Back to Journals » International Journal of Nephrology and Renovascular Disease » Volume 9

Calciphylaxis in peritoneal dialysis patients: a single center cohort study

Authors Zhang Y, Corapi K, Luongo M, Thadhani R, Nigwekar S

Received 24 June 2016

Accepted for publication 30 August 2016

Published 19 September 2016 Volume 2016:9 Pages 235—241


Checked for plagiarism Yes

Review by Single-blind

Peer reviewers approved by Dr Lucy Goodman

Peer reviewer comments 3

Editor who approved publication: Professor Pravin Singhal

Yanchen Zhang,1 Kristin M Corapi,2 Maria Luongo,2 Ravi Thadhani,2 Sagar U Nigwekar2

1Harvard Summer Research Program in Kidney Medicine, Boston, MA, USA; 2Division of Nephrology, Massachusetts General Hospital, Boston, MA, USA

Background: Calciphylaxis is a rare but devastating condition in end-stage renal disease (ESRD) patients. Most research in the field of calciphylaxis is focused on hemodialysis (HD) patients; however, data on calciphylaxis incidence, risk factors, and mortality in peritoneal dialysis (PD) patients are limited.
Methods: In this cohort study, we examined data from adult patients who initiated PD for ESRD management at our institute’s PD unit from January 2001 to December 2015. Associations with the development of calciphylaxis were examined for clinical, laboratory, and medication exposures. Incidence of calciphylaxis and mortality in PD patients who developed calciphylaxis were analyzed. Treatments administered to treat calciphylaxis in PD patients were summarized.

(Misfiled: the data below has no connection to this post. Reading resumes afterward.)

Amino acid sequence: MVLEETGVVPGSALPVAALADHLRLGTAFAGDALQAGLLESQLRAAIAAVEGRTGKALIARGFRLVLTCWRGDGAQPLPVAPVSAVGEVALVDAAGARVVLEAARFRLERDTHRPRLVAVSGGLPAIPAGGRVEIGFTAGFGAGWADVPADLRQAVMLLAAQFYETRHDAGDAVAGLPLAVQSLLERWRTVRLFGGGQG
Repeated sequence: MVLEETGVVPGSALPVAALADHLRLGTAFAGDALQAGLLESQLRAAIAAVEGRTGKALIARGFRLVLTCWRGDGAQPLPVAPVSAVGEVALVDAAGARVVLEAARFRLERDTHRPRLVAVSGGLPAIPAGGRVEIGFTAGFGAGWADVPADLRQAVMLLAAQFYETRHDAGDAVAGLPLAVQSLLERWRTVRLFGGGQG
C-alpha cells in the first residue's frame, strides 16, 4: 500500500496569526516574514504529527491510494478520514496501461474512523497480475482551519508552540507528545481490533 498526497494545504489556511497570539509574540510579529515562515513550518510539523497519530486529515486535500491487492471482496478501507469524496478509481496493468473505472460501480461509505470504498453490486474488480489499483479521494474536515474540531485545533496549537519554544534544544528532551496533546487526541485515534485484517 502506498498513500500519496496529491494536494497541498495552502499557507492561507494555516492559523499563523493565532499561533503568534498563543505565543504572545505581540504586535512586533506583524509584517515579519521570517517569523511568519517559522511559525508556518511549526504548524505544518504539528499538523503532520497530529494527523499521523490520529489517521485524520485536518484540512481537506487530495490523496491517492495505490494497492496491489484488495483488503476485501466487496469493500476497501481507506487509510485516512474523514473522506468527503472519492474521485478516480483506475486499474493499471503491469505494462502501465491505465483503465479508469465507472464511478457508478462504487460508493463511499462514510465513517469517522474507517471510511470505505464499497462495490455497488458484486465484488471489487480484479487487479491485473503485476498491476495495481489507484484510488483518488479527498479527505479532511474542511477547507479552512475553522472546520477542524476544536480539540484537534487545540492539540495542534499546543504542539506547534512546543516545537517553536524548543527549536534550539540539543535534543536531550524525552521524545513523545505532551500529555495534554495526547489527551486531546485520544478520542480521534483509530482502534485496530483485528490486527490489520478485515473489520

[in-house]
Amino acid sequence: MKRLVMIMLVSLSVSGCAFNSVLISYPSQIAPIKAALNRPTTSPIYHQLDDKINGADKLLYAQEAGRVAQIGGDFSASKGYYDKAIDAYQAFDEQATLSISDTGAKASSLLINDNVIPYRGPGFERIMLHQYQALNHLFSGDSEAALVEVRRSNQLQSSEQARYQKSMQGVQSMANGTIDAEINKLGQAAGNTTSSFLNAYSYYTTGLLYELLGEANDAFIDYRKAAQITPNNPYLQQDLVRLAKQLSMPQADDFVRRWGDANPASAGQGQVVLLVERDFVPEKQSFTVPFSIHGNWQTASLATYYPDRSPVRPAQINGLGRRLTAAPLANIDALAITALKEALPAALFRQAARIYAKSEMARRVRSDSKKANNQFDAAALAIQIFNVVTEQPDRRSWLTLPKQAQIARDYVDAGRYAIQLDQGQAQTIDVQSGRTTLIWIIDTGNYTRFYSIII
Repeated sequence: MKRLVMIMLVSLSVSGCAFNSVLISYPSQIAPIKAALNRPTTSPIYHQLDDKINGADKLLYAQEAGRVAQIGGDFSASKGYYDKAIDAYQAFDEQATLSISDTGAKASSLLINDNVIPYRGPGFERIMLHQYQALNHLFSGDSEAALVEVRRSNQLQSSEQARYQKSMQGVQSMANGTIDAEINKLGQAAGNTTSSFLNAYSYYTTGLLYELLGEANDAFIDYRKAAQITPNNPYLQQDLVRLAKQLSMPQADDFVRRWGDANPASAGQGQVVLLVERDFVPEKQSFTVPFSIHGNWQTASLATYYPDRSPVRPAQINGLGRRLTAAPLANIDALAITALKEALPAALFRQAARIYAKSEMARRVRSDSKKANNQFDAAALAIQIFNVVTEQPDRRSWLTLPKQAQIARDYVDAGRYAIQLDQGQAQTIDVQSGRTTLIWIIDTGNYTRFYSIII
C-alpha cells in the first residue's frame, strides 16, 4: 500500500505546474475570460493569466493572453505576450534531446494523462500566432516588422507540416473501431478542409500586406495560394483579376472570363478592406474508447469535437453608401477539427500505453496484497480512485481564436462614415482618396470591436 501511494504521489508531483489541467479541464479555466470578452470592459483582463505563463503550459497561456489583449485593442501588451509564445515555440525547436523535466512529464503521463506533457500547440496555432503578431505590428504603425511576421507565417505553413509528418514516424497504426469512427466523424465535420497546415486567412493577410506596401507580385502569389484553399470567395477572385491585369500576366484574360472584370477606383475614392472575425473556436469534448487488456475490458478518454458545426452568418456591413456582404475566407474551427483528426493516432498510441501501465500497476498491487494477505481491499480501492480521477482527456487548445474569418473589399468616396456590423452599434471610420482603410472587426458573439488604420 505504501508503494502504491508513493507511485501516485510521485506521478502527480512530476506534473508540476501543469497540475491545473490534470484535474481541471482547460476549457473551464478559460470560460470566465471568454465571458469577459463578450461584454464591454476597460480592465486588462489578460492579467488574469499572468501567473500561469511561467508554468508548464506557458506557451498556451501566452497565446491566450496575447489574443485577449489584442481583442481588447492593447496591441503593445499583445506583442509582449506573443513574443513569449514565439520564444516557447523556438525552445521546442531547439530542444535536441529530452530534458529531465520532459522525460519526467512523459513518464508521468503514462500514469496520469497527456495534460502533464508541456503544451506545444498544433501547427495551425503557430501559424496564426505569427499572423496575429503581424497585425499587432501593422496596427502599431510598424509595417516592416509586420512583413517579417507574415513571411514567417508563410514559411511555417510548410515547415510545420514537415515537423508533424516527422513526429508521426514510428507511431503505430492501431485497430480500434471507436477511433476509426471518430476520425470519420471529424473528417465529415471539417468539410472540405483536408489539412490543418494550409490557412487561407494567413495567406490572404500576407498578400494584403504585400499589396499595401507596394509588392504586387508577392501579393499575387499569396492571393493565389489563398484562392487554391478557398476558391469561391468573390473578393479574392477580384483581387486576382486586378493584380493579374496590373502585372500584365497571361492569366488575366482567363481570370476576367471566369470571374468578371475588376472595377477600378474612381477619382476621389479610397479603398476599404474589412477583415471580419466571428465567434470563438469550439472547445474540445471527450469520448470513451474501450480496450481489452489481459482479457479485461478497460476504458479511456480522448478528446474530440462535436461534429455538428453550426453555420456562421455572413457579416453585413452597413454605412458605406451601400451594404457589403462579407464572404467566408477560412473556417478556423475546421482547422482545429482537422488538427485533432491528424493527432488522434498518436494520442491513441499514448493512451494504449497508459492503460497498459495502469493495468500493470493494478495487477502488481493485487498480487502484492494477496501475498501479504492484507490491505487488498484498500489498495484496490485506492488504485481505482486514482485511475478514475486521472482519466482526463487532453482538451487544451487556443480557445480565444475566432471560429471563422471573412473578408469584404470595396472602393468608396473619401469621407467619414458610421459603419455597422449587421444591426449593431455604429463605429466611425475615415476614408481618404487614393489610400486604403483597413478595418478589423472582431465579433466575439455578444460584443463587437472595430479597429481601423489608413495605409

Results: In this cohort of 63 patients, 7 patients developed calciphylaxis (incidence rate: 9.0 per 1,000 patient-years). Median age of PD patients who developed calciphylaxis was 50 years, 57% were white, 71% females, and 71% were previously on HD. Female sex, obesity, HD as a prior dialysis modality, recurrent hypotension, elevated time-averaged serum phosphorous levels, reduced time-averaged serum albumin levels, and warfarin therapy were associated with increased calciphylaxis risk in univariate logistic regression analyses. Intravenous sodium thiosulfate was administered in 57% of PD patients who developed calciphylaxis. One-year mortality in PD patients who developed calciphylaxis was 71% despite multimodal treatment including sodium thiosulfate, hyperbaric oxygen, cinacalcet, and wound debridement.